In this section
- Suggested Itineraries
- Escort Notes
- Touring Facts
- See & Do
- Group Friendly Dining
- Services for Tour Operators
- Receptive Services
- Area Waterways
- Tour Profiles
Rochester's Wonderful Waterways Offer Leisure Opportunities!
Rochester's magnificent waterways are among its top attractions for visitors. Happily, there is also an abundant number of ways to enjoy the natural beauty, as well as recreational and sporting opportunities, offered by these natural resources. From the charm and history of the Erie Canal to the power of the Genesee River and its waterfalls...from impressive Lake Ontario to hundreds of smaller lakes, streams, creeks, and ponds...the Rochester area offers watery treasures everywhere!
These appealing waterways can easily be enjoyed from the shore as well with many restaurants and some lodging facilities offering great water views from sunrise to sunset. For those who prefer viewing landscapes from on the water, there are cruise ships, fishing charters, and rental boats ready to board.
Seneca Park Zoo, Seabreeze Amusement Park, and golfing at Durand-Eastman Park are just three more of the many reasons to spend some time traveling along Rochester's many shores.
The Erie Canal
The historic Erie Canal, which was originally carried over the Genesee River by means of a stone aqueduct, today flows directly into the river at Genesee Valley Park. Cruising on it, hiking along it, dining beside it, and even singing about it are just a few of the pleasures offered by this famous man-made channel of water. History lovers also enjoy treks to see the remains of old Erie Canal locks that are no longer in use but recall the glory of its yesterdays.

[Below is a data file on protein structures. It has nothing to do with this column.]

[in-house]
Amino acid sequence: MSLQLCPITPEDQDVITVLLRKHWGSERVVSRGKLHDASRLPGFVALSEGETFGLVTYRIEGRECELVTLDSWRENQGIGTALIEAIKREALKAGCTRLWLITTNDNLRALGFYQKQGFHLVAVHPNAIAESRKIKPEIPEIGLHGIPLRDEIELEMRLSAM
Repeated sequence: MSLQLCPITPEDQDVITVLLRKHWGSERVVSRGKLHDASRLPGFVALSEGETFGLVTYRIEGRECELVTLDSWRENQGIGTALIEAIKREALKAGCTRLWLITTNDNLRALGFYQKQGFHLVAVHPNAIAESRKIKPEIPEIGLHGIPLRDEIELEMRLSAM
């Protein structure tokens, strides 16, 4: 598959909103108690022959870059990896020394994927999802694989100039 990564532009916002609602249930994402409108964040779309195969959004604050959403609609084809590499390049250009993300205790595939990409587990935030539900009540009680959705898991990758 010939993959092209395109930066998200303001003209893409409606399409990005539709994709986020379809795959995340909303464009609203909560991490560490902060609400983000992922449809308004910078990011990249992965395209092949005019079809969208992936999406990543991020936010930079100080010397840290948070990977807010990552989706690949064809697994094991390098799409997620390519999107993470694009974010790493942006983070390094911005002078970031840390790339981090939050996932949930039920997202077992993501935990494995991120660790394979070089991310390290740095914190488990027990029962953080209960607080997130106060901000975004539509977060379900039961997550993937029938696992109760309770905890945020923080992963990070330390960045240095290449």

Rochester is the third largest city in New York State today, but it was the construction of the Erie Canal that turned Rochesterville into an American "boom town." That very first Erie Canal also traveled through the center of the city across an 800-foot stone aqueduct hailed as the longest in the world at that time. Visitors can still see the second, sturdier version of that feat--built in 1842 to replace the original aqueduct--it continues to stand as the base of Rochester's Broad Street Bridge. A replica canal packet boat, the "Sam Patch," gives tours from the city's Corn Hill Marina, which is also near the historic Campbell-Whittlesey House, built by a wealthy Erie Canal merchant. Tours of the house and its neighborhood can be arranged as well.
"The Best 100 Miles of the Erie Canal" are found in the connecting counties of Monroe, Wayne, and Orleans. Here the famous waterway winds through 14 towns and villages in addition to the city of Rochester.
Groups can visit sites that have survived unchanged and savor a slower pace while traveling through beautiful rural vistas, browsing at picturesque farmers' markets, shopping in charming boutiques, or mingling with residents at old-fashioned canalside festivals.
Today, 170 years after it was first created, the Erie Canal continues to offer a variety of activities both on and along its waters. Tour boats provide narrated cruises, many with meals; rental boats let visitors navigate for themselves; canoes, kayaks, even rowing teams regularly ply its calm waters. Fishing is another popular pastime, as is feeding families of ducks, and watching for the graceful glides of blue herons.
Biking, hiking, skating, and jogging routinely take place on the Erie Canal Heritage Trail. Clusters of charming shops, restaurants to sample, and plenty of parks for outdoor picnics are found along its route. Also captivating are the canal locks, where people gather to watch a procession of boats rise and fall to the rhythm of carefully controlled waters.
There are even Erie Canal experiences for every time of the year: spring is a floral wonderland along its path, summer brings lively canalside festivals, and viewing fall foliage is an annual delight. During winter months, although the channel is empty, cross-country skiers and cold-weather hikers use its silent pathways.
Erie Canal Trivia
- The opening of the Erie Canal was "announced" in just two hours by cannons firing in sequence from Buffalo to New York City. The first boats arrived nine days later!
- At the turn in Medina, the canal is running in an aqueduct so if you stop and look over the edge, you can see people fishing from boats under you!
- The speed limit on the first canal was 4 miles per hour. It's 6 to 10 miles per hour today.